Mouse Kinases and Phosphatases Transfected Cell Lysates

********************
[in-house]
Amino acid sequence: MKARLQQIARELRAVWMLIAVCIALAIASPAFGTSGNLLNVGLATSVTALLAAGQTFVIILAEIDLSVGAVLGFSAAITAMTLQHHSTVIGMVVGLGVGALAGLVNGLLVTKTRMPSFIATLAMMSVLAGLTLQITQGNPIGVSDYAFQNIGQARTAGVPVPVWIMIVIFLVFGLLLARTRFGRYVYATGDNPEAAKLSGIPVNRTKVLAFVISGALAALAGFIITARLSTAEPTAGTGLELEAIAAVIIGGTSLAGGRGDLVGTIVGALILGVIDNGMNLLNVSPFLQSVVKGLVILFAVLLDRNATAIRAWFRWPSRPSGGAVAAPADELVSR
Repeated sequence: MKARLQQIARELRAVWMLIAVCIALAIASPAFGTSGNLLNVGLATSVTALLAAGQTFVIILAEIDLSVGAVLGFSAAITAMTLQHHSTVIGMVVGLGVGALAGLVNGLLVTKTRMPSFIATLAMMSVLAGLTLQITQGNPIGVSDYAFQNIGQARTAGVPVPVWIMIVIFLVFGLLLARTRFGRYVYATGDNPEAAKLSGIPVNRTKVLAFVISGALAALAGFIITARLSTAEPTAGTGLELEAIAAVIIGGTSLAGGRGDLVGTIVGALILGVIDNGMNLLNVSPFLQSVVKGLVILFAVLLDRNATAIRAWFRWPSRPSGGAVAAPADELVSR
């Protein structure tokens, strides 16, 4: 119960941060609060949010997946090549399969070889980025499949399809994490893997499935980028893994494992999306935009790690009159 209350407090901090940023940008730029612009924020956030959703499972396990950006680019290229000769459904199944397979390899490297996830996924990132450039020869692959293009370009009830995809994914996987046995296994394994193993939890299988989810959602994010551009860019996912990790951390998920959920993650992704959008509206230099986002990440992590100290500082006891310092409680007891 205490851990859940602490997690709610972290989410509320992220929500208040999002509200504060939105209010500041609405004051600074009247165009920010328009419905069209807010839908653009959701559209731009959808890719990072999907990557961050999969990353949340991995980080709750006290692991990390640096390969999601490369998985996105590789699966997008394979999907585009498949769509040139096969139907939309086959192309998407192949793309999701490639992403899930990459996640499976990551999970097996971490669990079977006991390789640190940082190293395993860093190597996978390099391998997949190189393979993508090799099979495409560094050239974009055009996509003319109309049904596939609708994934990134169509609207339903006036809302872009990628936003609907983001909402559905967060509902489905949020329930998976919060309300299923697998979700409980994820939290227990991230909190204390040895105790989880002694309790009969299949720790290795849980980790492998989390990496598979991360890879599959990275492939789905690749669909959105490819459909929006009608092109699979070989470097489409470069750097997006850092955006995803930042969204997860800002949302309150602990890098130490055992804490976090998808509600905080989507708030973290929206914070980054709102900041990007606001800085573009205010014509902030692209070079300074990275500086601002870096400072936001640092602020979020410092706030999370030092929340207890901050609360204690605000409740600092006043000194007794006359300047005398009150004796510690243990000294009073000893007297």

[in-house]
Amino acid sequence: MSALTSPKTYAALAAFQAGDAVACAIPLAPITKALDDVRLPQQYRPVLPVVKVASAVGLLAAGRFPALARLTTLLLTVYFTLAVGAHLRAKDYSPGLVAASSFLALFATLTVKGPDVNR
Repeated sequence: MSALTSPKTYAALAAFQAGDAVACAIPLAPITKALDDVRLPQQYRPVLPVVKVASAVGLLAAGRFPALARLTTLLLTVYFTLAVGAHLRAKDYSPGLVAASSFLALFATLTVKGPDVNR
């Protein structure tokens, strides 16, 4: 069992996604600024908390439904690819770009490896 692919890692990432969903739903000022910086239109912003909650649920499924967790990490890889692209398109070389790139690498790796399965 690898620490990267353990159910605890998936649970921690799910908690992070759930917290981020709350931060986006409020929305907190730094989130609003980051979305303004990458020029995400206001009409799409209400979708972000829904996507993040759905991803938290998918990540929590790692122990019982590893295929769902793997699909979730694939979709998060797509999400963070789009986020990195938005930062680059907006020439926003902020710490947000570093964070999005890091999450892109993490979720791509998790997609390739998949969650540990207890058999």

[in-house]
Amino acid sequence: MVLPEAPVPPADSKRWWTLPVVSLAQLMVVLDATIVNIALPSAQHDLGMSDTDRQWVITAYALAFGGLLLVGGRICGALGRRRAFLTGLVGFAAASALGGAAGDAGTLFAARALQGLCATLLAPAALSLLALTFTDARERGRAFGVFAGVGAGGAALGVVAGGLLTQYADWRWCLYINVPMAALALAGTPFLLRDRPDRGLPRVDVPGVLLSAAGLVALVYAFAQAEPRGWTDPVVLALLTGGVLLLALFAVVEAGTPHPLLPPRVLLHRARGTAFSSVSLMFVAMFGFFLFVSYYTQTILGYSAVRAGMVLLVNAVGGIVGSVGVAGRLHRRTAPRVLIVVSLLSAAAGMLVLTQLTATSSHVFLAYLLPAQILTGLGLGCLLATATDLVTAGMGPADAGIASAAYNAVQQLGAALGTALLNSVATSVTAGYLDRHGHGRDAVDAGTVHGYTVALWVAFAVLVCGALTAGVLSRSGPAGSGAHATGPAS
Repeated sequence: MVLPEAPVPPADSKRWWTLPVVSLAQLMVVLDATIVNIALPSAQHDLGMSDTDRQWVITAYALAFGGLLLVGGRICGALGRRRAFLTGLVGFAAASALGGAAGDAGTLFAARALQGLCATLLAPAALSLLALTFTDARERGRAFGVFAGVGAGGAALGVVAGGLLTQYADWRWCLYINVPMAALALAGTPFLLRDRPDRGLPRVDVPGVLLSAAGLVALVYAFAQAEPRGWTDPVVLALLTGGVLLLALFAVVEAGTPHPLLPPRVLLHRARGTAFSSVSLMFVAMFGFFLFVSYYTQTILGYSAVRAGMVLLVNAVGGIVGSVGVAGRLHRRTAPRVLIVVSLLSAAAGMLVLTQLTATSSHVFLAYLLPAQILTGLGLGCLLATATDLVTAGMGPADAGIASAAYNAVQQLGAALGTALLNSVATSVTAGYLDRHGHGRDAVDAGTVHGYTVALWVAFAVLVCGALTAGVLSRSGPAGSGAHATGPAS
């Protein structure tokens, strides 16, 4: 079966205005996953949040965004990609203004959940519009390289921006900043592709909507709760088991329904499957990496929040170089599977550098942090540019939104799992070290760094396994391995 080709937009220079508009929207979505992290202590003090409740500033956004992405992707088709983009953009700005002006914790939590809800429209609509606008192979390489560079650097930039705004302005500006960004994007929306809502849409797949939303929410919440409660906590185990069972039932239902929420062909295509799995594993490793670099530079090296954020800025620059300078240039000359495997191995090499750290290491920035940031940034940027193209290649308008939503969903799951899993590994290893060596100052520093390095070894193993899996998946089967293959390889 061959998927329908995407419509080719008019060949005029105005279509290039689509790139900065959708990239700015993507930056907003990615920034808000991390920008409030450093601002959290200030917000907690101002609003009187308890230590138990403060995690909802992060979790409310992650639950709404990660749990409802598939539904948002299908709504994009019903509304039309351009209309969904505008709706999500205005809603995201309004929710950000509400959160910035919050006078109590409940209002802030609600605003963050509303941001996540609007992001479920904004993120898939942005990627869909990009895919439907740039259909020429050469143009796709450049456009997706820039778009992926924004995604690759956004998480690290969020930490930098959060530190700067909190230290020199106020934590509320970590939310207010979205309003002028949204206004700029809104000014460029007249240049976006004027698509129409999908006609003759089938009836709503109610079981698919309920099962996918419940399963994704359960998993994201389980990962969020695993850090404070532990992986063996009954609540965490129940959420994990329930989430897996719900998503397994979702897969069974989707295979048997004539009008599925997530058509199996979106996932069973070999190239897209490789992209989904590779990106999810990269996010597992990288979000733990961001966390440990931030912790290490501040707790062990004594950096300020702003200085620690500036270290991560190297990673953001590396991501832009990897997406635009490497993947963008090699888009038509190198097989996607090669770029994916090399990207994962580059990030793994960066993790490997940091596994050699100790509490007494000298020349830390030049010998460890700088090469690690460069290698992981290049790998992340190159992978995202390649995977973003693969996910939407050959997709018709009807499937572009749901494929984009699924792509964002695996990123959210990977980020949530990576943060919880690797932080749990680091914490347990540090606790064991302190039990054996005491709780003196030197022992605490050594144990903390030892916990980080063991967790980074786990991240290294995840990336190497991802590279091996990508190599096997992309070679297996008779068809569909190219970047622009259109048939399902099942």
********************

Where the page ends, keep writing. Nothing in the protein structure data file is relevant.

Santa Cruz Biotechnology offers an expansive library of transfected lysates that overexpress kinases and phosphatases. A protein kinase is an enzyme that modifies other proteins by chemically adding phosphate groups from high-energy donor molecules, such as ATP, through a process called phosphorylation. This usually results in a structural and/or functional change of the substrate and changes its enzyme activity, cellular location, or association with other proteins. Kinases are known to regulate the majority of cellular pathways, especially those involved in signal transduction, glucose metabolism, cell proliferation, apoptosis, transcription, and cell migration. A phosphatase is an enzyme that hydrolyses phosphoric acid monoesters into a phosphate ion and a molecule with a free hydroxyl group, thus removing phosphate groups from proteins. This is the opposite action from a kinase, though phosphatases regulate similar pathways. Phosphatases are grouped into two main categories: metalloenzymes, which are dependent on the presence of two or more metal ions in their active sites for activity, and non-metalloenzymes. Transfected lysates that express kinases and phosphatases offer a reliable means to evaluate antibody quality and serve as excellent positive controls for experiments involving antibodies.